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Editorial

  • New Cold War is in nobody’s interest

    Russia’s intervention in Ukraine and its annexation of Crimea represents the most serious security crisis to erupt in Europe since the fall of the Berlin Wall. Russia has violated international law, defied the international community, damaged its...

  • Editorial: How free are we to speak?

    Editorial: How free are we to speak?

    Most politicians did not attend Lord Judge’s illuminating lecture on human rights earlier this month. Shame, for they would have heard a masterful exposition by the former Lord Chief Justice of England and Wales on a matter that should be close to...

  • Border chiefs’ warning on migration

    The EU’s border agency, Frontex, has reached the unsurprising conclusion that, given the political instability throughout North Africa but most especially in Libya and Egypt, this coming spring and summer will witness “high migration pressure” in...

  • After the police, the Attorney General

    In a leader entitled ‘Scandal of the historic Australia Hall’ last December, Times of Malta noted that there were certain things in society that belonged to all the people. “But there appears to be a perception among Maltese politicians,” the...

  • Putting GDP growth in proper context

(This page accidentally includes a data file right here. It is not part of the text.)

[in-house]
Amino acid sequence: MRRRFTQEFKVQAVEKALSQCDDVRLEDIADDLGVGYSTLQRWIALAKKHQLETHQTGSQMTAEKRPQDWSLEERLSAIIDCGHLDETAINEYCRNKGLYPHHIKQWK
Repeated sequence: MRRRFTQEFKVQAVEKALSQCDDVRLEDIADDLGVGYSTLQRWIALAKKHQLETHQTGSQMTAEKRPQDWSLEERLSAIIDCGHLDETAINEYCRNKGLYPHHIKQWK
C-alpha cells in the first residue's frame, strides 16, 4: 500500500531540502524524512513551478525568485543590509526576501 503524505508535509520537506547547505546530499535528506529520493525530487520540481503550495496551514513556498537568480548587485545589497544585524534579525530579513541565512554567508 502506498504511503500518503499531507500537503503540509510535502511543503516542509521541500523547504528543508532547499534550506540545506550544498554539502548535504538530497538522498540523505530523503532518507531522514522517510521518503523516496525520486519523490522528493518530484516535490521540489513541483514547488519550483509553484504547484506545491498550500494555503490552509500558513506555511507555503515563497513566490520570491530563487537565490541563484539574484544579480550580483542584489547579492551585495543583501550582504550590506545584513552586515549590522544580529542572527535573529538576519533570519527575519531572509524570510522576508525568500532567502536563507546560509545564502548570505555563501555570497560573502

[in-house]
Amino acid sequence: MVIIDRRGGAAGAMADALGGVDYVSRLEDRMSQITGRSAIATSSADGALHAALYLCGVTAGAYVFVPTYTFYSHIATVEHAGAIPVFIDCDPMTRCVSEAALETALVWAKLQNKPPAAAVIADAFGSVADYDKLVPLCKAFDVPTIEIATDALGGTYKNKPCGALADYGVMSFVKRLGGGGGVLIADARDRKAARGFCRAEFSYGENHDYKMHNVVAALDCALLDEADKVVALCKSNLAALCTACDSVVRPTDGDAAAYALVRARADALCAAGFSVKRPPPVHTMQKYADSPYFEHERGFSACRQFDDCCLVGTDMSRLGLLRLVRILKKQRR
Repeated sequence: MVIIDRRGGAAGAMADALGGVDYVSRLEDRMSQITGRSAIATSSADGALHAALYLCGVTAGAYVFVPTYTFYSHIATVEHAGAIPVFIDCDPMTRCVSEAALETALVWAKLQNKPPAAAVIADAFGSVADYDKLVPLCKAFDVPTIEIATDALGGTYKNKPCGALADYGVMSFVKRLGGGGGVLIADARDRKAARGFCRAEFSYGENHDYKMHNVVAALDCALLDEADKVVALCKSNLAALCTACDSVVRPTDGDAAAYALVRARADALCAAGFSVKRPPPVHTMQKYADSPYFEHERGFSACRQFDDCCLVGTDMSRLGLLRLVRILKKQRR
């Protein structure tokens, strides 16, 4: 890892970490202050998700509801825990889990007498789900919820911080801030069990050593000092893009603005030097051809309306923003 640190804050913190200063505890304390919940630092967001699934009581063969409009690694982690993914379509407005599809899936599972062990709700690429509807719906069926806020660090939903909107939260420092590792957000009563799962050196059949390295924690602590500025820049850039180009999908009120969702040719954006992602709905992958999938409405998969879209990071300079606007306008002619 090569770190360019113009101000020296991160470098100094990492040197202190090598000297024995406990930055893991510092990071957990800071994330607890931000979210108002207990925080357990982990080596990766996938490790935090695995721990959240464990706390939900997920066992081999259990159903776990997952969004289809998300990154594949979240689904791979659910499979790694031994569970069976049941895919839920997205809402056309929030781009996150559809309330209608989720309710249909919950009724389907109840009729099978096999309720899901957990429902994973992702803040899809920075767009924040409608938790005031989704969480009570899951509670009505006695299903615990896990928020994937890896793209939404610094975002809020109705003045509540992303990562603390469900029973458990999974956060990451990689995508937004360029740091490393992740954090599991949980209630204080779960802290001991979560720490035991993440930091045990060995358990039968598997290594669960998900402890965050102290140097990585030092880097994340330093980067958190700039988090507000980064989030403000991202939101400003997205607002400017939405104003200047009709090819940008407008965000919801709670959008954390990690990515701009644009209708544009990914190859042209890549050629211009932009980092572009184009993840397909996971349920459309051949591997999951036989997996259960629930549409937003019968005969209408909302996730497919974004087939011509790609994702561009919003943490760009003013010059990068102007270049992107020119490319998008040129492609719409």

In its urge to fend off Nationalist Party criticism, Joseph Muscat’ s government is at times losing the sense of proportion that is required for a proper assessment of a given situation. It is true that the new government has contributed to inject...

  • Recognising a culture of poverty

    In one of her last initiatives before taking on her new duties as head of State, Social Solidarity Minister Marie-Louise Coleiro Preca launched a supplementary allowance scheme aimed to help raise some 22,000 children out of poverty. The grant...

  • China strengthens foothold in Med

    China, it seems, never forgets a good deed. In all that has been said so far about the planned Chinese investment in Malta’s energy set-up, it would also seem that the country has not stopped to think about what has possibly led China to decide to...

  • Politics and the civil service

    Yet again, the civil service is back on the government’s radar screen. It has already been once or twice before but it seems that those who are pushing for greater efficiency in the service are now getting a bit impatient. If there is a leadership...

  • State, government and party

    One hallmark of this Labour administration over the past year has been the blurring of the distinction between the State, the government and the ruling party. Taxpayers’ money, furthermore, has sometimes been used to fund events which in reality...

  • Why politicians will ignore Lockerbie truth

    When Jim Swire, father of one of the Lockerbie victims, visited Malta last November he told this newspaper the truth about the 1988 terrorist attack will one day come out. “The question is whether I will be in a box by then,” the indefatigable...